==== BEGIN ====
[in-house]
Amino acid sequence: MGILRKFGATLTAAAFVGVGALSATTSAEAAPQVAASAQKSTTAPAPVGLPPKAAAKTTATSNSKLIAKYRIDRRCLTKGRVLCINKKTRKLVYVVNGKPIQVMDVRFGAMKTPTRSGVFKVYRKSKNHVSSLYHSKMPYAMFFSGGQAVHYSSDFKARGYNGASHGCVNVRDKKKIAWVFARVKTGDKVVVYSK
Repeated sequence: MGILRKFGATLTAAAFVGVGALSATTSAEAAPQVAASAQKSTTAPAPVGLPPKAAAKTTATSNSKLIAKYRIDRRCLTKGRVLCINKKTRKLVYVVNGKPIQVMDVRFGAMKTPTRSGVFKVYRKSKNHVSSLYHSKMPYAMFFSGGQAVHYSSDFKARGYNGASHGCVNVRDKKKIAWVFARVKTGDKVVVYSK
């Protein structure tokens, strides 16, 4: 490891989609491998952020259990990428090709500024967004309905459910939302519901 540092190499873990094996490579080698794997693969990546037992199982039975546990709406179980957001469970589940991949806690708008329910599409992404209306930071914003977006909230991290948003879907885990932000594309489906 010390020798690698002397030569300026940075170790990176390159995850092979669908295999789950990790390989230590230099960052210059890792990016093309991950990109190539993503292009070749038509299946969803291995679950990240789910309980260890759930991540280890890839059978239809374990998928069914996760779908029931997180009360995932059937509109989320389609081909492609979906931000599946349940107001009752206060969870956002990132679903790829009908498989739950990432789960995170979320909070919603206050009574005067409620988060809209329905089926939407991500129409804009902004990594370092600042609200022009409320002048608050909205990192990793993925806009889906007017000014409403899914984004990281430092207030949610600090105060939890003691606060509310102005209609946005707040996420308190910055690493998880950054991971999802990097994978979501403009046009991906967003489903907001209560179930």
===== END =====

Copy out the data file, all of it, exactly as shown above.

[in-house]
Amino acid sequence: MGILRKFGATLTAAAFVGVGALSATTSAEAAPQVAASAQKSTTAPAPVGLPPKAAAKTTATSNSKLIAKYRIDRRCLTKGRVLCINKKTRKLVYVVNGKPIQVMDVRFGAMKTPTRSGVFKVYRKSKNHVSSLYHSKMPYAMFFSGGQAVHYSSDFKARGYNGASHGCVNVRDKKKIAWVFARVKTGDKVVVYSK
Repeated sequence: MGILRKFGATLTAAAFVGVGALSATTSAEAAPQVAASAQKSTTAPAPVGLPPKAAAKTTATSNSKLIAKYRIDRRCLTKGRVLCINKKTRKLVYVVNGKPIQVMDVRFGAMKTPTRSGVFKVYRKSKNHVSSLYHSKMPYAMFFSGGQAVHYSSDFKARGYNGASHGCVNVRDKKKIAWVFARVKTGDKVVVYSK
């Protein structure tokens, strides 16, 4: 490891989609491998952020259990990428090709500024967004309905459910939302519901 540092190499873990094996490579080698794997693969990546037992199982039975546990709406179980957001469970589940991949806690708008329910599409992404209306930071914003977006909230991290948003879907885990932000594309489906 010390020798690698002397030569300026940075170790990176390159995850092979669908295999789950990790390989230590230099960052210059890792990016093309991950990109190539993503292009070749038509299946969803291995679950990240789910309980260890759930991540280890890839059978239809374990998928069914996760779908029931997180009360995932059937509109989320389609081909492609979906931000599946349940107001009752206060969870956002990132679903790829009908498989739950990432789960995170979320909070919603206050009574005067409620988060809209329905089926939407991500129409804009902004990594370092600042609200022009409320002048608050909205990192990793993925806009889906007017000014409403899914984004990281430092207030949610600090105060939890003691606060509310102005209609946005707040996420308190910055690493998880950054991971999802990097994978979501403009046009991906967003489903907001209560179930």